You can expect to lose at least one third to one half of your email database every year due to list churn. For many marketers, a significant percentage of this churn results from a poorly implemented email-address-change procedure. Or worse yet, they have none at all. When you don't help subscribers change addresses, not only will you lose more of them than you need to, but you also throw away the money you spent to acquire them, as well as significant potential revenue.
I've been to so many conferences and trade shows over the last few weeks that I can hardly tell what time zone I'm in anymore. This week I'm at the Marketing Sherpa Email Summit in Miami. Each show I've attended has its own strengths and weaknesses, and Marketing Sherpa is certainly no different. On the positive side, Marketing Sherpa has positioned itself as the "nuts and bolts" conference, and the sessions bear that out with all-day "basecamp" training sessions...
A recent In-Box Insiders discussion was whether a click on the unsubscribe link in an email should be included in the response rate calculation, as would a click on a product link. While most agreed that this negative action should not be counted as a positive, Stephanie Miller, vice president of strategic services for Return Path, made this excellent point: "I don't think unsubscribes are negative. They are simply feedback -- and as such, are positive in that they are actionable for marketers who care about creating solid subscriber experiences. There are lots of reasons why someone wants off the …
After two weeks out of the loop, listening to very little about email marketing, I thought the best way to get back into the swing of things was to reflect on the important elements of email programs, those that I feel are somewhat trivial -- and then those that are just open for discussion.
Last week the Email Experience Council held its first annual Email Evolution Conference in San Diego, attracting over 500 attendees. It was a great first event for us, in large part thanks to our fantastic line-up of more than 100 speakers. This week I'd like to share what I thought were some of the most interesting takeaways from the sessions that I attended.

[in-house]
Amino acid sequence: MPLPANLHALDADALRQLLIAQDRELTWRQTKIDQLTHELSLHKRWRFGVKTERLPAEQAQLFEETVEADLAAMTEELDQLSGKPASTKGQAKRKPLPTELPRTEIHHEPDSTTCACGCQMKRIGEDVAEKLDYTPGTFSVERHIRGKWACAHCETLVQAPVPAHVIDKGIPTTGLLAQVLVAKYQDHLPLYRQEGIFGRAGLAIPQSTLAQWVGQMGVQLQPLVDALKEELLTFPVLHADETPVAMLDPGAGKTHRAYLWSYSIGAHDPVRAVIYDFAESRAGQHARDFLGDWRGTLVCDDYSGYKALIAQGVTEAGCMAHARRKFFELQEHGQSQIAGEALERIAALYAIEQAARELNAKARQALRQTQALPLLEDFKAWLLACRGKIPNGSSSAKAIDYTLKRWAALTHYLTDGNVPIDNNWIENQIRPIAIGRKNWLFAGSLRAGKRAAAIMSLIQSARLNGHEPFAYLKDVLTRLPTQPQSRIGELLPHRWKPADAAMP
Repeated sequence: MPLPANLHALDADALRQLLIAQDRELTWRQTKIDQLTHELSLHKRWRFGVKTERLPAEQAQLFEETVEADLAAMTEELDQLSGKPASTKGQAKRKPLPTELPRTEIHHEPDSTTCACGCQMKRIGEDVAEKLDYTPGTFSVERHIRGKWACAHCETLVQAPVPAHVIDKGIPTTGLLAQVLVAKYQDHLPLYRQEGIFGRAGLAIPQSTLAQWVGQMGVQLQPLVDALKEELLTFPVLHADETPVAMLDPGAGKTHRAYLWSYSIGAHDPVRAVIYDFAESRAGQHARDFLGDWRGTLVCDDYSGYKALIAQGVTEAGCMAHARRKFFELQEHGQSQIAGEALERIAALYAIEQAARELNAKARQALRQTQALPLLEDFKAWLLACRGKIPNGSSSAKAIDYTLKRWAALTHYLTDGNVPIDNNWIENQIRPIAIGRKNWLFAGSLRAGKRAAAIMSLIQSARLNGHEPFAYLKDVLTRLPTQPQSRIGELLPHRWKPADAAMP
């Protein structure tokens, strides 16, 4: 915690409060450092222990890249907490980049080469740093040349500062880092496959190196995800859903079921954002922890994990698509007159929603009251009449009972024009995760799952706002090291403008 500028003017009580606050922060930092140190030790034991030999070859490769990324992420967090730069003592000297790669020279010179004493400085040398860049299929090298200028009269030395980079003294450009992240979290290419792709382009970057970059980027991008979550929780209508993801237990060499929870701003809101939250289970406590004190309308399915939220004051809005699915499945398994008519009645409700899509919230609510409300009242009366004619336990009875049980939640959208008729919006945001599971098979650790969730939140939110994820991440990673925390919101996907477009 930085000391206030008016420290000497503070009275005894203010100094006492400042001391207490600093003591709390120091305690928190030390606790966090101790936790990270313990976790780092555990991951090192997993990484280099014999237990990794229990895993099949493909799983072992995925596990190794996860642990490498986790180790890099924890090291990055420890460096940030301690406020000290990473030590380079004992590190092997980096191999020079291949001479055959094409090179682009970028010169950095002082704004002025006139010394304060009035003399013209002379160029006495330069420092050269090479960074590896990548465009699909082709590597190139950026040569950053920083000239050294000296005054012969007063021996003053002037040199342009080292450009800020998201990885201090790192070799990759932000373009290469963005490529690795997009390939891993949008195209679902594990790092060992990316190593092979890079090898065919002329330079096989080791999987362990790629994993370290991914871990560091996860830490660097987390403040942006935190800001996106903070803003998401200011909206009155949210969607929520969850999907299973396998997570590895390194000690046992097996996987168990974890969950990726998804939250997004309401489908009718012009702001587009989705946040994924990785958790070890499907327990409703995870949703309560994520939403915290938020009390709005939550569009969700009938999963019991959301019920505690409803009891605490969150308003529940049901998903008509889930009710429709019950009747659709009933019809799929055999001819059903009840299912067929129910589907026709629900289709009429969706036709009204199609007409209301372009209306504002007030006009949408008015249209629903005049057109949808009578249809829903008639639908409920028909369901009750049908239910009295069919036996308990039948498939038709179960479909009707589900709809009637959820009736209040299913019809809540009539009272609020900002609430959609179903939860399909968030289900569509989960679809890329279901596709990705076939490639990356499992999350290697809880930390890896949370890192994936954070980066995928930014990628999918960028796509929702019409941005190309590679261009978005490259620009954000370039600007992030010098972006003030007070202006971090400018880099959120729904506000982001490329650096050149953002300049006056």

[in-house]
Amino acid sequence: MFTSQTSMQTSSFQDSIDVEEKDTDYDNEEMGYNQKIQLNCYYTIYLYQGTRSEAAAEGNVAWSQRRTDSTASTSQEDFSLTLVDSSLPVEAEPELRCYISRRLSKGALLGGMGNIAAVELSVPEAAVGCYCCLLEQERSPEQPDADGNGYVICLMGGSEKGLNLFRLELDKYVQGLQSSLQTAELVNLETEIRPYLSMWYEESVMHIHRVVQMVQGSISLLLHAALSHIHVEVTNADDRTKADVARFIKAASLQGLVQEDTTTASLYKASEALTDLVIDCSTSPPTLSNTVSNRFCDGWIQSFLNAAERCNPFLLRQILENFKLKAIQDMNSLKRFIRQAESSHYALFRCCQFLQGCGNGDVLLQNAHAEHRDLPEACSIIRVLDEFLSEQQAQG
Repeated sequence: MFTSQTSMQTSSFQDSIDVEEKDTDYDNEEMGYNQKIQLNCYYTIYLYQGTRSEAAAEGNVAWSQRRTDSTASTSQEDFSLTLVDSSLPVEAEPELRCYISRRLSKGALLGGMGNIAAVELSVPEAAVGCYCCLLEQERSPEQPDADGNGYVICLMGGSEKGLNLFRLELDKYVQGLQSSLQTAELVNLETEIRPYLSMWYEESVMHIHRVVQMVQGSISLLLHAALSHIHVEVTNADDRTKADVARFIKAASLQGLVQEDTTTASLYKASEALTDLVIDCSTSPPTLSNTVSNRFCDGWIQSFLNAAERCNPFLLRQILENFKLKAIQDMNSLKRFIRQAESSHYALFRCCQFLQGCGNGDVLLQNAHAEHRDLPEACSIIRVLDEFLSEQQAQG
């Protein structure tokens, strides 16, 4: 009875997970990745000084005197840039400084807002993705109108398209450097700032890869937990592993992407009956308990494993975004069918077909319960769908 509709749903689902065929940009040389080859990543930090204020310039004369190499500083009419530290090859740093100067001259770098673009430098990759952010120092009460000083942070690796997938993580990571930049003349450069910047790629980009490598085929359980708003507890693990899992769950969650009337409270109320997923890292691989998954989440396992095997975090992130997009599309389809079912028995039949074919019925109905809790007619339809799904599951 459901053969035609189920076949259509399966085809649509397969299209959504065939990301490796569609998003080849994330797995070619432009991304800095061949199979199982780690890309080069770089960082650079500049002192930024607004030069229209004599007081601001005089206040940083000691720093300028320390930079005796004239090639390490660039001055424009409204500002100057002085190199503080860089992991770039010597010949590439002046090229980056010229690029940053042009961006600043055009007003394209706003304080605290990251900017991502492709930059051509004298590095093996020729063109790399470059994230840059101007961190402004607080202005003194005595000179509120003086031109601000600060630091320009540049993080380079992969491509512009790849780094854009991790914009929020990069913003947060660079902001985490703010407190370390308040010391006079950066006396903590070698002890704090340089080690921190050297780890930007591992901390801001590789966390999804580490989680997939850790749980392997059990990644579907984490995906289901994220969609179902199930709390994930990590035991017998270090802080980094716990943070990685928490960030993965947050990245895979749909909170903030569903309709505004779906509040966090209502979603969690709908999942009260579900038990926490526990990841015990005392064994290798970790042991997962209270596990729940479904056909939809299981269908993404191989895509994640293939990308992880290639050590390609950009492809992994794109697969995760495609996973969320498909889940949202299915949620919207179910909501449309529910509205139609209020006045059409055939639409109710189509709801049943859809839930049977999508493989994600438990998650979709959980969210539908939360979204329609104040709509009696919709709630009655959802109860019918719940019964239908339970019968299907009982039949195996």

We've been working on a study of the pizza industry and how it is using the Web and email to take the neighborhood pizza parlor into the world of cyberspace. We are seeing some interesting findings. The first thing that stands out is that the companies that are hawking pizza are very savvy Internet marketers.
Many of the valuable sessions at the Email Evolution Conference cited integration as a key to email success. Creating a cohesive brand experience for customers, whether they connect with you via traditional, first generation or Web 2.0 media certainly makes sense. But fresh from 10 hours on the phone with Dell and Microsoft, I felt that consideration for a crucial element was missing: customer service. What imparts the most lasting brand impression: the direct mail and email I receive from Dell, or the hours I spent watching an inexperienced support rep wander around my computer by remote access, only to …
Google Analytics is a free Web analytics tool that can be integrated with your email marketing campaigns to gain valuable information about the subscriber activity on your site. This data can be used to increase the effectiveness of future campaigns, and thus boost sales conversions, subscribers, or other campaign goals. In fact, according to a 2005 JupiterResearch report, using Web analytics to target email campaigns can produce nine times the revenues and 18 times the profits compared to regular mass email campaigns.
Should email marketers be worried about statistics claiming that young people don't use email anymore? That the most pervasive and utilized electronic communication method is in peril because kids would rather text or IM or message each other via their social-media networks? Time for a reality check, folks. Yes, the MySpace Generation is more oriented to their cell phones than their desktop or laptop computers. But, guess what? These kids will grow up, and their lives and their technology needs will change.
I'm in San Diego attending the first Email Experience Council's Email Evolution conference. This conference represents the DMA's ongoing efforts to be a thought leader in the interactive space, and certainly a step in the right direction to make up for some past missteps in its approach to interactive. Certainly email, with its direct marketing emphasis, is a channel or (as Dr. Ramesh Lakshimi-Ratan put it in the morning's keynote) a platform that the DMA should own as a trade organization.